The benefits of working at these steps are many:

- Improved programming skills -- these problems are at all levels of difficulty
- Improved problem solving skills -- many problems have ingenious solutions
- Better grades -- these problems are really the same as those that appear in many college courses
- Better jobs -- these problems are like those used in job interviews
- Less work -- every future computer project will be easier after working these problems
- Community -- join thousands around the world in solving problems
- Fame and glory -- the best are recognized at world-renown events

The road to the top is not easy or quick, but no matter how far you go it is rewarding.

There are other ways to develop problem solving skills for instance, USACO, but we focus on using TJU here.

Try TJU out by solving some of the following problems: 1001 Hello, World!, 1132 Knight Moves, 1144 Tree Recovery, 1233 Number Steps, 1257 f91, 1412 Above Average, 1516 Climbing Worm, 1574 Financial Management, 1590 IBM Minus One, 1695 Count on Canton, 1805 Electrical Outlets, 1818 A Simple Question of Chemistry, 1920 Hangover, 1930 Doubles, 1939 Speed Limit.

The programs should all read from the standard input stream and write to the standard output stream. A correct program always computes the right answer no matter what test cases are given to the program.

On Tue, 30 Aug 2011 at 8pm we hold our own virtual TJU contest on the Internet: Training Contest #1. The contest has four easy problems and is intended to last two hours (but continues for a total four hours in case some people can't join until later).

Continue practicing some more problems at TJU: 1002 Maya Calendar, 1015 Gridland, 1036 Rails, 1065 Factorial, 1090 City hall, 1100 Pi, 1112 Integer Inquiry, 1127 DNA Sorting, 1153 Word Reversal, 1154 A Mathematical Curiosity, 1169 Error Correction, 1171 Goldbach's Conjecture, 1208 Fibonacci Numbers, 1326 Soundex, 1350 Primary Arithmetic, 1355 Jolly Jumpers, 1401 All in All, 1457 Beat the Spread!, 1476 A Simple Task, 1477 Binary Numbers, 1528 Least Common Multiple, 1551 Digital Roots, 1575 I Think I Need a Houseboat.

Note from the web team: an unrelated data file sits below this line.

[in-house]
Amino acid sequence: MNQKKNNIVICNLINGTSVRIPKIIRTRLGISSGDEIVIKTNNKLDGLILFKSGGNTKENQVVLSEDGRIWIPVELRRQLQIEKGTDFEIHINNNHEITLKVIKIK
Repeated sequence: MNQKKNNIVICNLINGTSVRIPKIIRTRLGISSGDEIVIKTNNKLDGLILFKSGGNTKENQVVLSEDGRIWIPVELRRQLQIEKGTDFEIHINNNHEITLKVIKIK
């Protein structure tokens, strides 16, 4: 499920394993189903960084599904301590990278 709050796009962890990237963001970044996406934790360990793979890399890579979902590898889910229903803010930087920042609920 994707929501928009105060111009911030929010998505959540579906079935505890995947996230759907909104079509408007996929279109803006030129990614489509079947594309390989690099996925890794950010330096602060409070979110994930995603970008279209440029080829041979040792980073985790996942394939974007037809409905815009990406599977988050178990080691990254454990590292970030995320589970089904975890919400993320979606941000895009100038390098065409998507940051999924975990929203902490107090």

On Wed, 7 Sep 2011 at 8pm we hold our own virtual TJU contest on the Internet: Training Contest #2. The contest has four easy problems and is intended to last two hours (but continues for a total four hours in case some people can't join until later).

Now once you have some idea about how to write programs to solve these kinds of problems, it is time to try some problems that are slightly harder: 1117 Game Prediction, 1120 Mileage Bank, 1131 The Circumference of the Circle, 1176 Recaman's Sequence, 1279 Rotten Ropes, 1391 Hay Points, 1527 Euchre Results, 1547 To and Fro, 1626 Function Run Fun, 1637 Specialized Four-Digit Numbers, 1680 Crazy tea party, 1715 Yeehaa!, 1736 Knight Moves, 1779 Tri Tiling, 1823 Cantoring Along, 1833 The Hardest Problem Ever, 1856 Anagrammatic Distance, 1911 Easier Done than Said?, 1924 Jungle Roads, 1935 Symmetric Order.

On Thu, 15 Sep 2011 at 8pm we hold our own virtual TJU contest on the Internet: Training Contest #3. The contest has four easy problems and is intended to last two hours (but continues for a total four hours in case some people can't join until later).

Registration for the Internet, Pre-Regional Programming Contest is required.

Note the contest date, pick the nearest contest site,
form a team, have a team manager create a team registration at the ICPC Web site,
and pay the registration fee.
The deadline is
Sat, 1 Oct 2011.
If you have any trouble with this,
contact us via e-mail at
`ser2011@cs.fit.edu`